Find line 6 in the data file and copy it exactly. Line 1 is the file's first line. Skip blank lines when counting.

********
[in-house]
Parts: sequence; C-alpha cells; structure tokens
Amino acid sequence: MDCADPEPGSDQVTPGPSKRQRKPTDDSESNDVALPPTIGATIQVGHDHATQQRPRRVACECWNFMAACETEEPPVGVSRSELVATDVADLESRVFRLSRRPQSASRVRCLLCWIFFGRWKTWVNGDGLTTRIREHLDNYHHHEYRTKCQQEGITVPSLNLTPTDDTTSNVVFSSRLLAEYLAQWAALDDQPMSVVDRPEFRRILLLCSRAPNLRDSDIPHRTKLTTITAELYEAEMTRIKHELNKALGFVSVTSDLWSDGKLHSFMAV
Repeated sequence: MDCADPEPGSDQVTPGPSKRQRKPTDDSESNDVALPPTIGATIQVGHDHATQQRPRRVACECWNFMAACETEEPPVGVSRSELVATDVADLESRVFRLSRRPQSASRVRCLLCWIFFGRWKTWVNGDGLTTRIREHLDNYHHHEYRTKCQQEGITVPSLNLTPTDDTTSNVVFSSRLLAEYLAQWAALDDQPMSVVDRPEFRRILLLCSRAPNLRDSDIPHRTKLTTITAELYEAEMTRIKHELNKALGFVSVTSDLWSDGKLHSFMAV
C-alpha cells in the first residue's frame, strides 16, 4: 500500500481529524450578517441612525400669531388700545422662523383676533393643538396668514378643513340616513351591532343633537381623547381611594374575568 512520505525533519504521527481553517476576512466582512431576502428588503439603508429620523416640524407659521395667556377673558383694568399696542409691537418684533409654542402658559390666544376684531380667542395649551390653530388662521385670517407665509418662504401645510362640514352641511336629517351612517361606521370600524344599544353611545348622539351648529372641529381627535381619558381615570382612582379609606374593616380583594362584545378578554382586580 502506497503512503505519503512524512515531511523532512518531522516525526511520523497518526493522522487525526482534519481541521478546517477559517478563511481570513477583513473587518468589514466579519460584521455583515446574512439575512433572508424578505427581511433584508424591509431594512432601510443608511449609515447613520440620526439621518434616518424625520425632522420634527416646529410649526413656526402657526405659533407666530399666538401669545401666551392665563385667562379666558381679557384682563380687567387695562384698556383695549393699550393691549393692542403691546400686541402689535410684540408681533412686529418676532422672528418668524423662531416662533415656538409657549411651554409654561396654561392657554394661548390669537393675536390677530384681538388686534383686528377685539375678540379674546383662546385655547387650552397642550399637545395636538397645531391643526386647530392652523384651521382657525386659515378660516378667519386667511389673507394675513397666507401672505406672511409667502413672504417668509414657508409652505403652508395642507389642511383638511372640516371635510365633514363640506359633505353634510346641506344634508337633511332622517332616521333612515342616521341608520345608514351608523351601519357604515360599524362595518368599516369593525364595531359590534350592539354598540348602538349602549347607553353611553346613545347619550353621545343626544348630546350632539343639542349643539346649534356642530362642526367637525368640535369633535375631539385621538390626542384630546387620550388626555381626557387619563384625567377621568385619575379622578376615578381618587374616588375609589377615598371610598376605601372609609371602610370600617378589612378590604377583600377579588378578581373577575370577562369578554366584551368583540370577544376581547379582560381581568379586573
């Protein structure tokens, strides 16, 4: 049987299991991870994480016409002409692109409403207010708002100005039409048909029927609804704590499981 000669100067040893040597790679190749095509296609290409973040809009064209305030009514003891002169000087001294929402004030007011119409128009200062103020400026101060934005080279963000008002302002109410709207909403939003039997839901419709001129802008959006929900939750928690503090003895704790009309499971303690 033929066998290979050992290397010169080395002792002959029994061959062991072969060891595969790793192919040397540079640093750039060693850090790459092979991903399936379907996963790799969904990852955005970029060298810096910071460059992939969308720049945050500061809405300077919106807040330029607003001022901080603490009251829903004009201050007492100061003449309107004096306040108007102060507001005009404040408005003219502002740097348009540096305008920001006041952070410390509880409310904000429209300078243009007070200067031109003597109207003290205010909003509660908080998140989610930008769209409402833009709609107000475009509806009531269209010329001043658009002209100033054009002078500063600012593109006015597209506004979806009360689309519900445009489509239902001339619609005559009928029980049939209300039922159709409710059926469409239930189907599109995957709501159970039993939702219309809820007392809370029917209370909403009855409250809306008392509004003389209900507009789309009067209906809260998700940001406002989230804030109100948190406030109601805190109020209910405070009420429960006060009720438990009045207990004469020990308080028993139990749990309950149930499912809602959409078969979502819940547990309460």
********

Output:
């Protein structure tokens, strides 16, 4: 049987299991991870994480016409002409692109409403207010708002100005039409048909029927609804704590499981 000669100067040893040597790679190749095509296609290409973040809009064209305030009514003891002169000087001294929402004030007011119409128009200062103020400026101060934005080279963000008002302002109410709207909403939003039997839901419709001129802008959006929900939750928690503090003895704790009309499971303690 033929066998290979050992290397010169080395002792002959029994061959062991072969060891595969790793192919040397540079640093750039060693850090790459092979991903399936379907996963790799969904990852955005970029060298810096910071460059992939969308720049945050500061809405300077919106807040330029607003001022901080603490009251829903004009201050007492100061003449309107004096306040108007102060507001005009404040408005003219502002740097348009540096305008920001006041952070410390509880409310904000429209300078243009007070200067031109003597109207003290205010909003509660908080998140989610930008769209409402833009709609107000475009509806009531269209010329001043658009002209100033054009002078500063600012593109006015597209506004979806009360689309519900445009489509239902001339619609005559009928029980049939209300039922159709409710059926469409239930189907599109995957709501159970039993939702219309809820007392809370029917209370909403009855409250809306008392509004003389209900507009789309009067209906809260998700940001406002989230804030109100948190406030109601805190109020209910405070009420429960006060009720438990009045207990004469020990308080028993139990749990309950149930499912809602959409078969979502819940547990309460």